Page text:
A rare or even uniquely surviving case of the horse-fylgja occurs in Vatnsdæla saga.[25] Here, the dreamer (Ingólfr Þorsteinsson) sees himself riding on a red horse, which he optimistically regards as a good portent. But his wife disagrees, and explains the horse to be a marr (mentioned above, ≈nightmare, mare), and is a man's fetch, furthermore, the red color betrays bloody-mindedness. She unsuccessfully tries to dissuade him from attending the meeting to select the chieftain (goði), and though Ingólfr is elected, he is immediately killed by an assassinator.[26]

Waking appearances edit

The sagas also relate that they could appear while a person is awake as well, and that seeing one's fylgja is an omen of one's impending death.

Thus in Hallfreðar saga, its protagonist Hallfreðr vandræðaskáld ("the troublesome-poet") had a vision of a woman clad in armour whom he recognized to be his own fylgjukona and he perceived that her appearance signified his imminent death aboard the ship.[27]

Folktales edit

Skotta and móri edit

In Jón Árnason's classification, he placed the "fylgja" branch of stories under the broader class of "draugr" ('ghost' or "goblin stories" [28]); and under this "fylgja" branch (fylgjur or "followers"[6]) he collected many stories of ghosts which were of the female skotta and male móri types.[29] However, modern commentators have distinguished the móri and the skotta as wicked ghosts, which are separate from the fylgja.[31]

The name skotta is explained from their odd habit of wearing the faldur, the woman's headdress Icelandic national costume: instead of wearing it curved forward as she is supposed to, she wears a brown-red[c] faldur curled backward like a tail (skott, "tail"). She also wears red stockings and sucks her fingers, but, otherwise, she is dressed properly and conducts herself normally.[32][33][34]

Just as the skotta favored wearing a brown[ish] faldur, the male móri were also characterized by their wearing brown (mór) clothing, hence this particular appellation. Though the móri was also known by other names such as lalli, or goggur or by other kennings.[32][35]

See also edit

Notes edit

  1. ^ Cf. the example of the vixen representing a wizard in the Hávarðar saga Ísfirðings example below.
  2. ^ Jón Árnason's introduction to the "Fylgjur" section notes that the fylgja is also called dís, citing Fornmanna sögur II: 195.[20]
  3. ^ Icelandic: mórauð

References edit

  1. ^ a b c d e Mundal (1974), Summarized and translated @ Kvilhaug, Maria (handle:Lady of the Labyrinth). "Fylgjur – guardian spirits and ancestral mothers". Bladehoner. Retrieved 4 March 2024.
  2. ^ a b Grundy, Stephan (1998). "Shapeshifting and Berserkergang". In Poster, Carol; Utz, Richard J. (eds.). Translation, Transformation and Transubstantiation in the Late Middle Ages. Northwestern University Press. pp. 110–112. ISBN 9780810116467.
  3. ^ a b Ogden, Daniel (2021). The Werewolf in the Ancient World. Oxford University Press. p. 117. ISBN 9780192596284.
  4. ^ a b c d Turville-Petre, G. (June 1958). "Dreams in Icelandic Tradition". Folklore. 69 (2): 99. JSTOR 1258718.
  5. ^ a b c Swatos, William H., Jr.; Gissurarson, Loftur Reimar (1997). Icelandic Spiritualism: Mediumship and Modernity in Iceland. New Brunswick, NJ: Transaction Publishers. p. 48–49. ISBN 9781412825771.
  6. ^ a b Jón Árnason, Powell (tr.) & Magnússon (tr.) (1866), p. lxxix.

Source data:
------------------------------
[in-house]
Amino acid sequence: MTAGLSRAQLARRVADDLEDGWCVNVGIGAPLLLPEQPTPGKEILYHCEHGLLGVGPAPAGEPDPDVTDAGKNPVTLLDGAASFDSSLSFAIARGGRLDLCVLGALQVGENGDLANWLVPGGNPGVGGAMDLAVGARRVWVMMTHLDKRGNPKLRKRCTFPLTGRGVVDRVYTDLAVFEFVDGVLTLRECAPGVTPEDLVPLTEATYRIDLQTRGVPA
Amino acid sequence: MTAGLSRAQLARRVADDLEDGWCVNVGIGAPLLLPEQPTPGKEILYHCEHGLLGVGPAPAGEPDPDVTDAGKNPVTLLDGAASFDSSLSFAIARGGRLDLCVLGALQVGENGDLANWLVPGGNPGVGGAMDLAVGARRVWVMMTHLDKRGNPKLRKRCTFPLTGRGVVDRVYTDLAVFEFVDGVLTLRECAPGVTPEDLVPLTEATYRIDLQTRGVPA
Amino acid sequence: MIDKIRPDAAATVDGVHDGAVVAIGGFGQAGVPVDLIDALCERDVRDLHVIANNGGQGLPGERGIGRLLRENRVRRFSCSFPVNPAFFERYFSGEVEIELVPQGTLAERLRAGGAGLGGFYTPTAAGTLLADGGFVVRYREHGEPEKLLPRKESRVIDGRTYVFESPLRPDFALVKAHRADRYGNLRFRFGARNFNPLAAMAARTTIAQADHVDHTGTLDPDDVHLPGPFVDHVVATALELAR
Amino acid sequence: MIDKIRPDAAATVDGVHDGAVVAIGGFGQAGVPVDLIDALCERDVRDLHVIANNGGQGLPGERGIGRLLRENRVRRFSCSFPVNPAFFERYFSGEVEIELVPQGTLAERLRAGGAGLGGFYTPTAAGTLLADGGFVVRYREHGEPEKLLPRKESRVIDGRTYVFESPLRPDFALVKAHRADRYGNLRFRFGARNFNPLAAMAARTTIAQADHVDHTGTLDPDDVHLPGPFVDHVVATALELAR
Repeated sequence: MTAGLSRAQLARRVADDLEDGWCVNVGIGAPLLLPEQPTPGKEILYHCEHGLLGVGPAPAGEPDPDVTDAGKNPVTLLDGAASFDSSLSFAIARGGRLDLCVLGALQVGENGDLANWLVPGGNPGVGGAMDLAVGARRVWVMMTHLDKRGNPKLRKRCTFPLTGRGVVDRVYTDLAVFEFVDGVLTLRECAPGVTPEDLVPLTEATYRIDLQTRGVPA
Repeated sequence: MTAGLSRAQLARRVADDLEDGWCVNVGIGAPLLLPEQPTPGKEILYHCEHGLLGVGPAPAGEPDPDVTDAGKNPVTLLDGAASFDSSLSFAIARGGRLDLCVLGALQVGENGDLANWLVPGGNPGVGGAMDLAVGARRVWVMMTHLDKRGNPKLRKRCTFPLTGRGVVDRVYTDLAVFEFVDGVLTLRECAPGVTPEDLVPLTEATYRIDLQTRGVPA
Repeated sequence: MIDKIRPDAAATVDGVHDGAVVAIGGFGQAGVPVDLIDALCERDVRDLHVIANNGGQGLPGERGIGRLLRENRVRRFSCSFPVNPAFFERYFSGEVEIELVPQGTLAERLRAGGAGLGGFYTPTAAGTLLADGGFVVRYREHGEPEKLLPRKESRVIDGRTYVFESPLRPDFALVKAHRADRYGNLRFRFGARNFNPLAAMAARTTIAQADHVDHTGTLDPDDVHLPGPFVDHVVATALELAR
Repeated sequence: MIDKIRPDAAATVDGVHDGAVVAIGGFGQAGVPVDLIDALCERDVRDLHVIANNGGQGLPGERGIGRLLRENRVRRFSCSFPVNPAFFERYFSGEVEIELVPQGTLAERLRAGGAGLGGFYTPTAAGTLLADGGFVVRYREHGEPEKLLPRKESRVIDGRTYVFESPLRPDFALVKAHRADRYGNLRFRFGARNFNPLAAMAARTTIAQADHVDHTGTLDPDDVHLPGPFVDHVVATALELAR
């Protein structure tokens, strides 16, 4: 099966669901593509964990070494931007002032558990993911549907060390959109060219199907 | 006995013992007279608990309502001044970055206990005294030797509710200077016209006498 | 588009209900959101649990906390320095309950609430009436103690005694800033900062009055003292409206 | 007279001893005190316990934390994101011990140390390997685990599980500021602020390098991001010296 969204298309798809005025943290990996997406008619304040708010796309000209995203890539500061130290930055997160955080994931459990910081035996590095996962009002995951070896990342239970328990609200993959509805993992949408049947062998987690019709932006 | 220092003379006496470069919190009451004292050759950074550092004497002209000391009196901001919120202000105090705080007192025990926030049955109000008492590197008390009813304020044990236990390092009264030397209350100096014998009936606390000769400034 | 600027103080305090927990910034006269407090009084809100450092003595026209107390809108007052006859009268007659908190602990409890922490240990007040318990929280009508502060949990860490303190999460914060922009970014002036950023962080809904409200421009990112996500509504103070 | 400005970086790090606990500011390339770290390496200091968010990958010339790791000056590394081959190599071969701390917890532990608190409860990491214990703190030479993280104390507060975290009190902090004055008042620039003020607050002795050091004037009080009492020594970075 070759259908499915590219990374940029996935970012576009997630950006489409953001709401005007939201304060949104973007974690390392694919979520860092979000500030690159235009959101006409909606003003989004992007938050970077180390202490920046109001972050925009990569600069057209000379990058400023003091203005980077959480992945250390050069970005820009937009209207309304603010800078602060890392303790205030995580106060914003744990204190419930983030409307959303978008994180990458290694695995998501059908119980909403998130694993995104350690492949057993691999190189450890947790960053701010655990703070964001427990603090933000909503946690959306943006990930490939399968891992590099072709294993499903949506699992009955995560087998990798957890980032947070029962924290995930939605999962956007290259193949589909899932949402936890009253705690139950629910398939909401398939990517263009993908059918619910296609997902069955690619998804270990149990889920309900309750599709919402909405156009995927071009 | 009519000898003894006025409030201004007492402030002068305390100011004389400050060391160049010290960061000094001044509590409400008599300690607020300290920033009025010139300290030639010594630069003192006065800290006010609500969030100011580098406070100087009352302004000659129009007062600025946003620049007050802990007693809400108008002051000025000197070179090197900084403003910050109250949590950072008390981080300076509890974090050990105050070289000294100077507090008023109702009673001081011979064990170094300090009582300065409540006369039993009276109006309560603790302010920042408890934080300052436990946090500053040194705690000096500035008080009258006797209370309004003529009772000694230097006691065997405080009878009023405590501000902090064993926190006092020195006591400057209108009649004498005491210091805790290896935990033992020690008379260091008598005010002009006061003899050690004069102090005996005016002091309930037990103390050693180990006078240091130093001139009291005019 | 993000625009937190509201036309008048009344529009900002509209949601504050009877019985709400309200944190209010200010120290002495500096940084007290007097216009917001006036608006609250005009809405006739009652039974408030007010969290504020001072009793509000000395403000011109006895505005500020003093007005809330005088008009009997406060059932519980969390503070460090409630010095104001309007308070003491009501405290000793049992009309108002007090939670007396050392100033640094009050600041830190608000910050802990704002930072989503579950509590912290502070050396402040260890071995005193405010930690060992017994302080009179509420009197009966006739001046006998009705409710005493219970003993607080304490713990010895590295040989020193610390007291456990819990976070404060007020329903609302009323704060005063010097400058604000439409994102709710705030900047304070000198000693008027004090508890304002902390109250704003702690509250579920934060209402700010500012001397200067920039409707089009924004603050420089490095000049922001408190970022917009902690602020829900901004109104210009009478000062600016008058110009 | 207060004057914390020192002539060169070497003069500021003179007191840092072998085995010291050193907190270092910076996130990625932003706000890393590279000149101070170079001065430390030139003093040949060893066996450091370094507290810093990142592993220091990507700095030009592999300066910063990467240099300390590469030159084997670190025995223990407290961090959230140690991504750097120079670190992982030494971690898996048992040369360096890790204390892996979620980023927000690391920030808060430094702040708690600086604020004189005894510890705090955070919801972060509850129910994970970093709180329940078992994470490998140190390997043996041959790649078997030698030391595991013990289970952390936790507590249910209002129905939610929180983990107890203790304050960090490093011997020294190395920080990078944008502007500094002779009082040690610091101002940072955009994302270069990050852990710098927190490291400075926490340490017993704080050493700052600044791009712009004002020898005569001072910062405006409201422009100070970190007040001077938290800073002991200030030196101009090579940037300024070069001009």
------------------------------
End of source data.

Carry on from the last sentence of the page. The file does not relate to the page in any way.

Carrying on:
7. ^ Jón Árnason, Powell (tr.) & Magnússon (tr.) (1866), p. lxxxii.
  8. ^ a b Jón Árnason, Powell (tr.) & Magnússon (tr.) (1866), pp. lxxix–lxxx.
  9. ^ Jón Árnason, Powell (tr.) & Magnússon (tr.) (1866), p. lxxx.
  10. ^ Jón Árnason, Powell (tr.) & Magnússon (tr.) (1866), pp. lxxx–lxxxi.
  11. ^ Jón Árnason, Powell (tr.) & Magnússon (tr.) (1866), pp. lxxxi–lxxxii.
  12. ^ Jón Árnason, Powell (tr.) & Magnússon (tr.) (1866), p. lxxxi.
  13. ^ a b Andrén, Anders; Jennbert, Kristina; Raudvere, Catharina (2006). Old Norse religion in long-term perspectives; The heroized dead. Nordic Academic Press. pp. 137–138.
  14. ^ Brink, Stefan (2008). The Viking World. London: Routledge. pp. 239. ISBN 978-0-415-33315-3.[dead link]
  15. ^ "Bodvar Bjarke". Nordisk familjebok. Retrieved June 1, 2019.
  16. ^ (Review author) Brønner, Hedin (Summer 1976). "Fylgjemotiva i norrøn litteratur, Else Mundal". Scandinavian Studies. 48 (3): 335–337. JSTOR 40918612.
  17. ^ Mundal (1974), reviewed in English by Brønner.[16]
  18. ^ Turville-Petre (1958), p. 100.
  19. ^ Larrington, Carolyne (1997). "Hose". The Woman's Companion to Mythology. Pandora. p. 132. ISBN 9780044409922.
  20. ^ Jón Árnason (1862), p. 354.
  21. ^ Orchard, Andy (1997) Dictionary of Norse Myth and Legend (Cassell) ISBN 0-304-34520-2
  22. ^ Simek, Rudolf (2007) . Translated by Angela Hall. Dictionary of Northern Mythology. (D.S. Brewer) ISBN 0-85991-513-1
  23. ^ "The Story of Howard the Halt - Icelandic Saga Database". Icelandic Saga Database. Retrieved 2015-11-21.
  24. ^ Kelchner (1935), p. 20.
  25. ^ Kelchner (1935), p. 21.
  26. ^ Kelchner (1935), pp. 20–21.
  27. ^ Davidson, Hilda Roderick Ellis (2013) [1943]. The Road to Hel: A Study of the Conception of the Dead in Old Norse Literature. Cambridge University Press. p. 130. ISBN 9781107632349.
  28. ^ Jón Árnason, Powell (tr.) & Magnússon (tr.) (1866), p. lxviii.
  29. ^ Jón Árnason (1862), "2. Flokkur Draguasögur". "3. Grein. Fylgjur", pp. 354–404
  30. ^ Dempsey, Corinne G. (2017). Bridges Between Worlds: Spirits and Spirit Work in Northern Iceland. Oxford University Press. p. 28 and n18. ISBN 9780190625030.
  31. ^ Dempsey (2017), p. 28[30] quoting Swatos & Gissurarson (1997), p. 48[5]
  32. ^ a b Jón Árnason (1862), p. 359.
  33. ^ Jón Árnason, Powell (tr.) & Magnússon (tr.) (1866), p. lxxxiii.
  34. ^ Bjarnason, Brigitte (2022). Auf den Spuren von Hexern und Geistern in Island: Sagen, Mythen und Legenden. Mit Reisetipps. Hamburg: Acabus Verlag. ISBN 9783862828265.
  35. ^ Jón Árnason, Powell (tr.) & Magnússon (tr.) (1866), p. lxxxiii–lxxxiv.

Bibliography edit

Further reading edit